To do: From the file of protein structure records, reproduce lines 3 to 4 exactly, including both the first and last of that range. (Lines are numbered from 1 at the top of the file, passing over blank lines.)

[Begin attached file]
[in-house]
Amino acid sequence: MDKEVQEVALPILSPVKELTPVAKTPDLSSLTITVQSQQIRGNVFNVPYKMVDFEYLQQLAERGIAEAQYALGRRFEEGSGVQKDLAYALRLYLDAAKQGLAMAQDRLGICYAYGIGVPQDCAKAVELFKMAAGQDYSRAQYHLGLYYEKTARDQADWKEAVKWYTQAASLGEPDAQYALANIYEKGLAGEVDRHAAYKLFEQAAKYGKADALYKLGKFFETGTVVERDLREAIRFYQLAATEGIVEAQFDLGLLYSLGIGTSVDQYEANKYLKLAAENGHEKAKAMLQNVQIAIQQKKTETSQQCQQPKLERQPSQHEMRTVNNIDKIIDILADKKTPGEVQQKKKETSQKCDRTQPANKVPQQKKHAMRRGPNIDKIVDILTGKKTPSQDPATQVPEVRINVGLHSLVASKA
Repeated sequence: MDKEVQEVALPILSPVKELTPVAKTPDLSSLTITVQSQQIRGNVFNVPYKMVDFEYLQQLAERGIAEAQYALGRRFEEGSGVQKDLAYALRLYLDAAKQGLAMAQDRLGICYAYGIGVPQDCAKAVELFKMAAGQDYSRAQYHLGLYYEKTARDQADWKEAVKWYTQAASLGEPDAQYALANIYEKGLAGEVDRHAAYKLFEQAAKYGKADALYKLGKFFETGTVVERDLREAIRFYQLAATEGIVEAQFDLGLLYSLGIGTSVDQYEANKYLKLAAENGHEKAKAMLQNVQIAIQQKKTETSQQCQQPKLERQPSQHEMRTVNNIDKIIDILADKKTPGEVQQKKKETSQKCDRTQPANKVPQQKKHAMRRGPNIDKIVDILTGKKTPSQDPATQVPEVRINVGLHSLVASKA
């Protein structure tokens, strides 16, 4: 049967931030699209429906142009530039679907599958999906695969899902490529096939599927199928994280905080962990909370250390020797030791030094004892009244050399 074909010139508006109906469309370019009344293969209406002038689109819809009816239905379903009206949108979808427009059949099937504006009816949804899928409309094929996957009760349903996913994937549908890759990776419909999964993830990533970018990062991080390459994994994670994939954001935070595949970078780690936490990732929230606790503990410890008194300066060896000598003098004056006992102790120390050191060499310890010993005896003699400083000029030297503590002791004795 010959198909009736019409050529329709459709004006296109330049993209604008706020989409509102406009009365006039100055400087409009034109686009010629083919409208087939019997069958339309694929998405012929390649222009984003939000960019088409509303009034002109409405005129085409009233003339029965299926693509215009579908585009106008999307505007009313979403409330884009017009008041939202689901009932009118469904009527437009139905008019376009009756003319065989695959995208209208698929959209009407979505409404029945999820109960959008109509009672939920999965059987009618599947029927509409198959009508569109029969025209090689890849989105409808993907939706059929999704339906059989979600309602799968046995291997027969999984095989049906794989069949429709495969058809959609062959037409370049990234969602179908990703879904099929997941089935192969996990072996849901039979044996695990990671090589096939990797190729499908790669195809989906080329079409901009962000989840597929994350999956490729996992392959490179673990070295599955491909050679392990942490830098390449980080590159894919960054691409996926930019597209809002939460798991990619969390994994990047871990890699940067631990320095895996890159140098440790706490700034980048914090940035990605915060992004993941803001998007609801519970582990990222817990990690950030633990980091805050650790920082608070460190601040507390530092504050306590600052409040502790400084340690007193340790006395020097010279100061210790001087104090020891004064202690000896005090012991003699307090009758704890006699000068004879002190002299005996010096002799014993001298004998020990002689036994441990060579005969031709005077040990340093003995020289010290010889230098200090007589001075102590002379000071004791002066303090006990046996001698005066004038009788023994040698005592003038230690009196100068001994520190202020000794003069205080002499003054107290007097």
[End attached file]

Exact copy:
Repeated sequence: MDKEVQEVALPILSPVKELTPVAKTPDLSSLTITVQSQQIRGNVFNVPYKMVDFEYLQQLAERGIAEAQYALGRRFEEGSGVQKDLAYALRLYLDAAKQGLAMAQDRLGICYAYGIGVPQDCAKAVELFKMAAGQDYSRAQYHLGLYYEKTARDQADWKEAVKWYTQAASLGEPDAQYALANIYEKGLAGEVDRHAAYKLFEQAAKYGKADALYKLGKFFETGTVVERDLREAIRFYQLAATEGIVEAQFDLGLLYSLGIGTSVDQYEANKYLKLAAENGHEKAKAMLQNVQIAIQQKKTETSQQCQQPKLERQPSQHEMRTVNNIDKIIDILADKKTPGEVQQKKKETSQKCDRTQPANKVPQQKKHAMRRGPNIDKIVDILTGKKTPSQDPATQVPEVRINVGLHSLVASKA
């Protein structure tokens, strides 16, 4: 049967931030699209429906142009530039679907599958999906695969899902490529096939599927199928994280905080962990909370250390020797030791030094004892009244050399 074909010139508006109906469309370019009344293969209406002038689109819809009816239905379903009206949108979808427009059949099937504006009816949804899928409309094929996957009760349903996913994937549908890759990776419909999964993830990533970018990062991080390459994994994670994939954001935070595949970078780690936490990732929230606790503990410890008194300066060896000598003098004056006992102790120390050191060499310890010993005896003699400083000029030297503590002791004795 010959198909009736019409050529329709459709004006296109330049993209604008706020989409509102406009009365006039100055400087409009034109686009010629083919409208087939019997069958339309694929998405012929390649222009984003939000960019088409509303009034002109409405005129085409009233003339029965299926693509215009579908585009106008999307505007009313979403409330884009017009008041939202689901009932009118469904009527437009139905008019376009009756003319065989695959995208209208698929959209009407979505409404029945999820109960959008109509009672939920999965059987009618599947029927509409198959009508569109029969025209090689890849989105409808993907939706059929999704339906059989979600309602799968046995291997027969999984095989049906794989069949429709495969058809959609062959037409370049990234969602179908990703879904099929997941089935192969996990072996849901039979044996695990990671090589096939990797190729499908790669195809989906080329079409901009962000989840597929994350999956490729996992392959490179673990070295599955491909050679392990942490830098390449980080590159894919960054691409996926930019597209809002939460798991990619969390994994990047871990890699940067631990320095895996890159140098440790706490700034980048914090940035990605915060992004993941803001998007609801519970582990990222817990990690950030633990980091805050650790920082608070460190601040507390530092504050306590600052409040502790400084340690007193340790006395020097010279100061210790001087104090020891004064202690000896005090012991003699307090009758704890006699000068004879002190002299005996010096002799014993001298004998020990002689036994441990060579005969031709005077040990340093003995020289010290010889230098200090007589001075102590002379000071004791002066303090006990046996001698005066004038009788023994040698005592003038230690009196100068001994520190202020000794003069205080002499003054107290007097």